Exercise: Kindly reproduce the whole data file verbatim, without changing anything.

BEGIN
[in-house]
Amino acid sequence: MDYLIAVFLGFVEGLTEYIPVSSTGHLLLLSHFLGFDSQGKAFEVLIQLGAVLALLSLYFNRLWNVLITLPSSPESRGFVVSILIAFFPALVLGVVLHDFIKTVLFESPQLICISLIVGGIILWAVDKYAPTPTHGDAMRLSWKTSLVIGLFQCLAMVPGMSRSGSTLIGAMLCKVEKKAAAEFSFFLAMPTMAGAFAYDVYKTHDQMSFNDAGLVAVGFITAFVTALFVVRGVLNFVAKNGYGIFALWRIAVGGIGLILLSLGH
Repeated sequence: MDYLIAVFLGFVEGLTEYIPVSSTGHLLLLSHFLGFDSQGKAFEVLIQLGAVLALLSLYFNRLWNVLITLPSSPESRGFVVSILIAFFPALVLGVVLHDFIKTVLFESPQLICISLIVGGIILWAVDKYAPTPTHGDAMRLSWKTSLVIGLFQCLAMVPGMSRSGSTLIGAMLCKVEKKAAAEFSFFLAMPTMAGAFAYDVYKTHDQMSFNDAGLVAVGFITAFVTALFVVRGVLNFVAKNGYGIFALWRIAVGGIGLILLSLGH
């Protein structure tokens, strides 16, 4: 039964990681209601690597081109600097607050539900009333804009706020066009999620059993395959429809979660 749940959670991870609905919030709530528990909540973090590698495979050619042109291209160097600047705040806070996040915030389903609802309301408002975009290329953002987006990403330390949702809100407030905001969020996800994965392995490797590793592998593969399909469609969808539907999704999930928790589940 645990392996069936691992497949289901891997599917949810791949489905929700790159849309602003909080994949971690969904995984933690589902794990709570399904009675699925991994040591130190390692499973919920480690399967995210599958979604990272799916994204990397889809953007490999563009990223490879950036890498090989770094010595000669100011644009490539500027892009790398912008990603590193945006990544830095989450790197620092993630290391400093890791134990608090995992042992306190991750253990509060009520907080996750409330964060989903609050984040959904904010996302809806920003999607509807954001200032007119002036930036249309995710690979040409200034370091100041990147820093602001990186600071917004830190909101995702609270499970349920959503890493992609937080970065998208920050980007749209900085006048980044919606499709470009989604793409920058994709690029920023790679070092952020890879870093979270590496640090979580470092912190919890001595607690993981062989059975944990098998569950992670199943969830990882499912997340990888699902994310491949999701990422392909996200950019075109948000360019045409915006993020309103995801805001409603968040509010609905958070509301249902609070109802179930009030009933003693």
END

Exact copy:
[in-house]
Amino acid sequence: MDYLIAVFLGFVEGLTEYIPVSSTGHLLLLSHFLGFDSQGKAFEVLIQLGAVLALLSLYFNRLWNVLITLPSSPESRGFVVSILIAFFPALVLGVVLHDFIKTVLFESPQLICISLIVGGIILWAVDKYAPTPTHGDAMRLSWKTSLVIGLFQCLAMVPGMSRSGSTLIGAMLCKVEKKAAAEFSFFLAMPTMAGAFAYDVYKTHDQMSFNDAGLVAVGFITAFVTALFVVRGVLNFVAKNGYGIFALWRIAVGGIGLILLSLGH
Repeated sequence: MDYLIAVFLGFVEGLTEYIPVSSTGHLLLLSHFLGFDSQGKAFEVLIQLGAVLALLSLYFNRLWNVLITLPSSPESRGFVVSILIAFFPALVLGVVLHDFIKTVLFESPQLICISLIVGGIILWAVDKYAPTPTHGDAMRLSWKTSLVIGLFQCLAMVPGMSRSGSTLIGAMLCKVEKKAAAEFSFFLAMPTMAGAFAYDVYKTHDQMSFNDAGLVAVGFITAFVTALFVVRGVLNFVAKNGYGIFALWRIAVGGIGLILLSLGH
């Protein structure tokens, strides 16, 4: 039964990681209601690597081109600097607050539900009333804009706020066009999620059993395959429809979660 749940959670991870609905919030709530528990909540973090590698495979050619042109291209160097600047705040806070996040915030389903609802309301408002975009290329953002987006990403330390949702809100407030905001969020996800994965392995490797590793592998593969399909469609969808539907999704999930928790589940 645990392996069936691992497949289901891997599917949810791949489905929700790159849309602003909080994949971690969904995984933690589902794990709570399904009675699925991994040591130190390692499973919920480690399967995210599958979604990272799916994204990397889809953007490999563009990223490879950036890498090989770094010595000669100011644009490539500027892009790398912008990603590193945006990544830095989450790197620092993630290391400093890791134990608090995992042992306190991750253990509060009520907080996750409330964060989903609050984040959904904010996302809806920003999607509807954001200032007119002036930036249309995710690979040409200034370091100041990147820093602001990186600071917004830190909101995702609270499970349920959503890493992609937080970065998208920050980007749209900085006048980044919606499709470009989604793409920058994709690029920023790679070092952020890879870093979270590496640090979580470092912190919890001595607690993981062989059975944990098998569950992670199943969830990882499912997340990888699902994310491949999701990422392909996200950019075109948000360019045409915006993020309103995801805001409603968040509010609905958070509301249902609070109802179930009030009933003693």